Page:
Come on! Seriously. You work WAY too hard every day for your money to be throwing it away.
If you are upside down in your house, you owe it to yourself to calculate the long term ramifications. The point of home ownership is a) to have a place to live that’s paid for, b) to build wealth and security for your family, c) to invest and generate cash flow.
As it is, with a 30 year mortgage, your total cost of ownership is much higher than the purchase price of the home. Many people consider a mortgage a forced savings account because part of the monthly payment reduces the total amount owed on the house and becomes equity. If you look at it this way, you also have to realize that during the first 15 years, MORE of your payment, in fact MOST of your payment is paid to the bank in the form of interest and is not “saved.” Your money hardly starts working for you until the latter 15 years.
Let’s look at a simple example.
Bob and Judy purchase a home for $250,000 at 6% over 30 years. Their monthly payment is about $1500.00 per month, and after 30 years, the total amount of interest paid reaches $289,500, making the total cost of ownership, not including deferred maintenance, $539,500. IF the house increases in value over those 30 years by 4% annually, at the end of 30 years, it should be worth approximately $810,000, yielding a gain of $270,500. If you divide the gain by the total cost, you get the investment gain, which is 50.1%. If my math serves me correctly, 50.1% over 30 years is 1.67% annually.
A 1.67% annual gain is not enough to outpace inflation. All things considered, Bob and Judy have a paid for home now, and they don’t have to worry about foreclosure, but the opportunity cost is just too great. Bob and Judy paid more in interest to the bank than the purchase price of the house. How much hard work does that represent? Ugh…it makes me sick to see so much potential thrown out the window.
The example I just outlined is a good standalone argument against 30 year fixed mortgages as it is. But what happens when you purchase a home and the value drops by 50%, which is exactly what happened in Phoenix in recent years.
Well, Bob and Judy’s original 30 year note would still yield the same numbers and at the end of the loan they would have paid a total of $539,500 as I outlined above, but in this case, they would have lost 50% of the original purchase price only 4 years into their 30 year term (2008-2012). What they had originally paid $250,000 for is now worth $125,000.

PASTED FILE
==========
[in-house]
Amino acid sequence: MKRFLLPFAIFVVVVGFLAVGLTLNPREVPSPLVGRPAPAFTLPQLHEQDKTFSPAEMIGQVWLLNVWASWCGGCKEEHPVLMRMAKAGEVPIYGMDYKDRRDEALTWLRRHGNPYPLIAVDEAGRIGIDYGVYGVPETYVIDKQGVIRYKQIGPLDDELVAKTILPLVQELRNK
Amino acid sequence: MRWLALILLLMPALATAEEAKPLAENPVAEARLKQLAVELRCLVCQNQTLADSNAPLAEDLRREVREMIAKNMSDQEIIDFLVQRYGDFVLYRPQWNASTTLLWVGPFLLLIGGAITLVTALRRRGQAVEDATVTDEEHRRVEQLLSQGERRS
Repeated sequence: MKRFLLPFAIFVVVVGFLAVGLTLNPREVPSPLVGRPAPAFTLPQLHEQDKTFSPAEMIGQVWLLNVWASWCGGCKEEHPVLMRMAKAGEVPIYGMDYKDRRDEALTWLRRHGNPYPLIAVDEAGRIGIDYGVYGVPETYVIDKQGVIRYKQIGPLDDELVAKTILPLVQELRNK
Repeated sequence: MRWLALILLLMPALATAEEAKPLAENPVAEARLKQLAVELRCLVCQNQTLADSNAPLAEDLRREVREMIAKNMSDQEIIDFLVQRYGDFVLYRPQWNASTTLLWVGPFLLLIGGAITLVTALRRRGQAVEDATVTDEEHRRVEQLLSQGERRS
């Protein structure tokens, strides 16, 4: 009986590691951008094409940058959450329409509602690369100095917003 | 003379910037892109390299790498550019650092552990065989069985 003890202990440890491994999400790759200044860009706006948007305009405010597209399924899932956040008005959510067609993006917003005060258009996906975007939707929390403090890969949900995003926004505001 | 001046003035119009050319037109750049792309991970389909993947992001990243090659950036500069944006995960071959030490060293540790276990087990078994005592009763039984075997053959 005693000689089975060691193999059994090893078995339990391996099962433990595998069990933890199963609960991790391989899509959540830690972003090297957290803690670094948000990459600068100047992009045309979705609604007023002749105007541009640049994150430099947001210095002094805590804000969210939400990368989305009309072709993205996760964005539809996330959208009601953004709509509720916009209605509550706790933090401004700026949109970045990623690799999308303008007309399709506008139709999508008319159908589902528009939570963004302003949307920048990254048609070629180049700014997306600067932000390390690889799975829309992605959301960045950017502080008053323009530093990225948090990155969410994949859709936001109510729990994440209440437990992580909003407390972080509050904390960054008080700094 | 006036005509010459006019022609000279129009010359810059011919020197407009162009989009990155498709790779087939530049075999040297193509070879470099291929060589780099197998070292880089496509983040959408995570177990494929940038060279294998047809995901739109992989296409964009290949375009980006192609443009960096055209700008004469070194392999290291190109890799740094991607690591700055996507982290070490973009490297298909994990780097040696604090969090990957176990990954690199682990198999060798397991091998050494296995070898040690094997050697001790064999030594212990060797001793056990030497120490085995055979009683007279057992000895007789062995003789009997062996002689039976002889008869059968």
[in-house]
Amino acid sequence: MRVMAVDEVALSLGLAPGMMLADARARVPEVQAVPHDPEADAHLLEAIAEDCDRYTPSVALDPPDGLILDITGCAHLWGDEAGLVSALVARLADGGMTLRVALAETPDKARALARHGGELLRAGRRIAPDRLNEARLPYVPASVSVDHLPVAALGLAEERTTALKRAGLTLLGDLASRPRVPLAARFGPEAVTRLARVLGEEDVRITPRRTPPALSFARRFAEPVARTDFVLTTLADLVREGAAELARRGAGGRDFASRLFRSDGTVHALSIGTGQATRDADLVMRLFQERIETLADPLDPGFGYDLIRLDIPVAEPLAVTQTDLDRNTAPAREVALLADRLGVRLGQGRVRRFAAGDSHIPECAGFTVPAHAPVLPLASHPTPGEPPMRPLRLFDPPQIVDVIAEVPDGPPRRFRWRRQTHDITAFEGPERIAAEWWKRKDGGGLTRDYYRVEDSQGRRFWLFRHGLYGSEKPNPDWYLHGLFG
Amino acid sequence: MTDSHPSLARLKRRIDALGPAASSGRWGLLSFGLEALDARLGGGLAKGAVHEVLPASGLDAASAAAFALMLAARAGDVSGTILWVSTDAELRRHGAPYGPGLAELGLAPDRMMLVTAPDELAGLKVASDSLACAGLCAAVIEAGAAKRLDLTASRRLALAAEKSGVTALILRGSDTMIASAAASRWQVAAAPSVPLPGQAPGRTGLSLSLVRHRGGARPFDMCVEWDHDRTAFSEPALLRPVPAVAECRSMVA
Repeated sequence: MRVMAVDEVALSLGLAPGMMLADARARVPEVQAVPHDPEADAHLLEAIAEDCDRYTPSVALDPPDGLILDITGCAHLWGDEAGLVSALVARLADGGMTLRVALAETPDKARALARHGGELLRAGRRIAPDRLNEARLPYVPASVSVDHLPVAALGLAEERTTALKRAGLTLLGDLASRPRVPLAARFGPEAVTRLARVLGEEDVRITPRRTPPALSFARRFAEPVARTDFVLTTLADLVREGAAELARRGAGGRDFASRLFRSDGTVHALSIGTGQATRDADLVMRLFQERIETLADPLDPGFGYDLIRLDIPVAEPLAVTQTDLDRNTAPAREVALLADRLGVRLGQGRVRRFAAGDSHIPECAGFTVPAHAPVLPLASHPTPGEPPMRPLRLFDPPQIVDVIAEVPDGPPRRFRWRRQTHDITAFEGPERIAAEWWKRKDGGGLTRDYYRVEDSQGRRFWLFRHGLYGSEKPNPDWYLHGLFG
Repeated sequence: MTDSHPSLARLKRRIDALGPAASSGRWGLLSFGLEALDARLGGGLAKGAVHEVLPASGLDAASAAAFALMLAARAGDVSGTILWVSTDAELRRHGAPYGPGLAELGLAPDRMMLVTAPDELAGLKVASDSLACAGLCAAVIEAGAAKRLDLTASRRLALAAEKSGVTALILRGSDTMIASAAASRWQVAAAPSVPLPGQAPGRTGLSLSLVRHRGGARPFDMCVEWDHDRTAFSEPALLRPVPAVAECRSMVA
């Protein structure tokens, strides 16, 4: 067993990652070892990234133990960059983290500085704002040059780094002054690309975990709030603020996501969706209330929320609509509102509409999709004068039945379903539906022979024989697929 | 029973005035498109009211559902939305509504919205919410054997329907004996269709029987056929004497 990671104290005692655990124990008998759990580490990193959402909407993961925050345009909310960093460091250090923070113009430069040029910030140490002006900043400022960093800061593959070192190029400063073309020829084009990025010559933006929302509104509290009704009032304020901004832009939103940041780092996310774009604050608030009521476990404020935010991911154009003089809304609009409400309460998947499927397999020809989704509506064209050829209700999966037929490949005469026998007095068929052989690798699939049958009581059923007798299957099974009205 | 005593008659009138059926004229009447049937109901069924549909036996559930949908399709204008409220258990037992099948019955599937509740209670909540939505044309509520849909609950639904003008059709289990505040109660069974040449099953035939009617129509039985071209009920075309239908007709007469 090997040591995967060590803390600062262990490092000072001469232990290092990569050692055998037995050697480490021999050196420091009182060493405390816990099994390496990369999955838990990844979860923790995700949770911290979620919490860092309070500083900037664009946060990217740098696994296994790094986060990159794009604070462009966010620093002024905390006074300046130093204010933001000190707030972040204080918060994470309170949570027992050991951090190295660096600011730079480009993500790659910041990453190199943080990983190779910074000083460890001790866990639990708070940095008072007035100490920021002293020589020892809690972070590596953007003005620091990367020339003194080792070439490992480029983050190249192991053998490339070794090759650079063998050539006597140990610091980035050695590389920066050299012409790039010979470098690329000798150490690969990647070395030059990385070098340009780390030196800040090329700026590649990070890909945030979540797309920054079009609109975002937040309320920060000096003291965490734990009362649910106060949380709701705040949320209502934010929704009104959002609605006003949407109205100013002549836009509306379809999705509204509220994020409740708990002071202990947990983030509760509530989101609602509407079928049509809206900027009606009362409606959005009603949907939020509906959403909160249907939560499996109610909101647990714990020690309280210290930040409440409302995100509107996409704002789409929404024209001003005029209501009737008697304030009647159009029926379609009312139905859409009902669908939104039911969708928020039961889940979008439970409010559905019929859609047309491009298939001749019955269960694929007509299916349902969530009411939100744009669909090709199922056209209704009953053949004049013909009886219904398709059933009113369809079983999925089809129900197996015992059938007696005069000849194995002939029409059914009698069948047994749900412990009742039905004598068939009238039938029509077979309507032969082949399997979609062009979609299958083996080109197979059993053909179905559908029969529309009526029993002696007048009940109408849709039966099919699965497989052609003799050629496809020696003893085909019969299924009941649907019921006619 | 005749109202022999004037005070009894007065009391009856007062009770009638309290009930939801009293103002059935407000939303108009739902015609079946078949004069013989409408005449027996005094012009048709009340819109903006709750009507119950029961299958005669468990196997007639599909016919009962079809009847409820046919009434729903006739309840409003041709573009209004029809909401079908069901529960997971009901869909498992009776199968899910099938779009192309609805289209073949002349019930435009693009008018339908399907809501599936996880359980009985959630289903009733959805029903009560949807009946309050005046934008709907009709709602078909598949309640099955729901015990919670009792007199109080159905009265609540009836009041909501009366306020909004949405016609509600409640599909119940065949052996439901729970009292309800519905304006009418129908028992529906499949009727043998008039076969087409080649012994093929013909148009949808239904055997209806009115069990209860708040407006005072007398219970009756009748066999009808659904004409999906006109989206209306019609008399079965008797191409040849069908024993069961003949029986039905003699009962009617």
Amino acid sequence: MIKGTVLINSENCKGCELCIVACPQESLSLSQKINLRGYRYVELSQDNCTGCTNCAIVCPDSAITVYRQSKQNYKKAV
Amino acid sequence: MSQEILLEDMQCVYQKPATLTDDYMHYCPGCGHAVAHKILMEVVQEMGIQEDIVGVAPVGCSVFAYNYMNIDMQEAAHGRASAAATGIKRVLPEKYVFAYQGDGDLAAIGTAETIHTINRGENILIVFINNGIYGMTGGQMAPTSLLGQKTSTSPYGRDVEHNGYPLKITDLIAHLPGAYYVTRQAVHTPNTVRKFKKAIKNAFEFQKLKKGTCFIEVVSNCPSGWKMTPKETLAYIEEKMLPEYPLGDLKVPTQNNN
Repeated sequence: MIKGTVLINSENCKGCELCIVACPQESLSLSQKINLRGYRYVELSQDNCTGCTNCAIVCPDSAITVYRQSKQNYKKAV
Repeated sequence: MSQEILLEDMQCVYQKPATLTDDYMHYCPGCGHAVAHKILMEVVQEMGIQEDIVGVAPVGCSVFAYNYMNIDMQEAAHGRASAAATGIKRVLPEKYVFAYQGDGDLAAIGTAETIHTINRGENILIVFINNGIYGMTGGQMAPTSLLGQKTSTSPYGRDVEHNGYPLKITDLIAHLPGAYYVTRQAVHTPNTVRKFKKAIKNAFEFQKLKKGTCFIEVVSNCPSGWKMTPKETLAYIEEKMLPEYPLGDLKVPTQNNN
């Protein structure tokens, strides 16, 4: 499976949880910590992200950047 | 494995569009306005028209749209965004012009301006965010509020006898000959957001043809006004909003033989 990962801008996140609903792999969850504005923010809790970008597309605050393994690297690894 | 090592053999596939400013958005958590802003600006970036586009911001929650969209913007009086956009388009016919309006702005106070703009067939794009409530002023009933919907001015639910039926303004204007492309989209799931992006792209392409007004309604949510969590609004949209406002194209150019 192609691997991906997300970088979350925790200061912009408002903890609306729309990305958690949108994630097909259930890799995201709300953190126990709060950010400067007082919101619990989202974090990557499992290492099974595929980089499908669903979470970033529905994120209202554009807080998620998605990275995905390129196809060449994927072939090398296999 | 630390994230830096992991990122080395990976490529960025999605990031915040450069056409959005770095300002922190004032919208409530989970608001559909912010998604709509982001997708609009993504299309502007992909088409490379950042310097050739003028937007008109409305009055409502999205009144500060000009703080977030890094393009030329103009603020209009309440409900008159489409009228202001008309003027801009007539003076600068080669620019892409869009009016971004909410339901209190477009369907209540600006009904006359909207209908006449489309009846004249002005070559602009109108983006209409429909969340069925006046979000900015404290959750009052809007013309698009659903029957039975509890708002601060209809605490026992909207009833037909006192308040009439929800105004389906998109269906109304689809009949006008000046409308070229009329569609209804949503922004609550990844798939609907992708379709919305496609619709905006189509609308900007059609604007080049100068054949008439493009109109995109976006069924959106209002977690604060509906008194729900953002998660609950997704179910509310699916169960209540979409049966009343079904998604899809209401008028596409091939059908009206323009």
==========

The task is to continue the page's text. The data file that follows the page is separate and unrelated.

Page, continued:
If over the next 25 years remaining on their mortgage, their home increases in value by 4% annually, at the end of the 30 year mortgage, their home might be worth $333,000 and they will have paid out $539,000 for a total LOSS of $206,000.
Is this all starting to become clear?
There’s a point during the loan term at which your house value and the amount remaining on your note will break even, but it’s at a little more than 10 years in. So for those 10 years you can count your payment as rent to yourself. It disappears. What you really have to pay attention to is the total cost by the end of the 30 year term.
So what’s the point? The point is that it’s time for you to take a look at your current situation and weigh them against your long term plans and the possibility of the unexpected rainy days changing your path. If you know for certain that you’ll be living in your house or owning the home for the entire 30 year term, then the worst that could happen is you’d lose a truck load of money, but you’d have a paid for home. If, however, there’s ANY remote possibility that you would need to move for any reason whatsoever before your house is worth more than you owe, then you need to recognize that every penny you spend on your house now is good money after bad.
In other words, if you don’t choose to short sell your house now, you may be forced to later. Really consider whether or not this is a possibility and then don’t delay on course correcting now.
Regardless of whether or not you choose to remedy your financial situation by paying off your note or short sell your home, you need to take inventory of your financial situation so you can plan your next steps.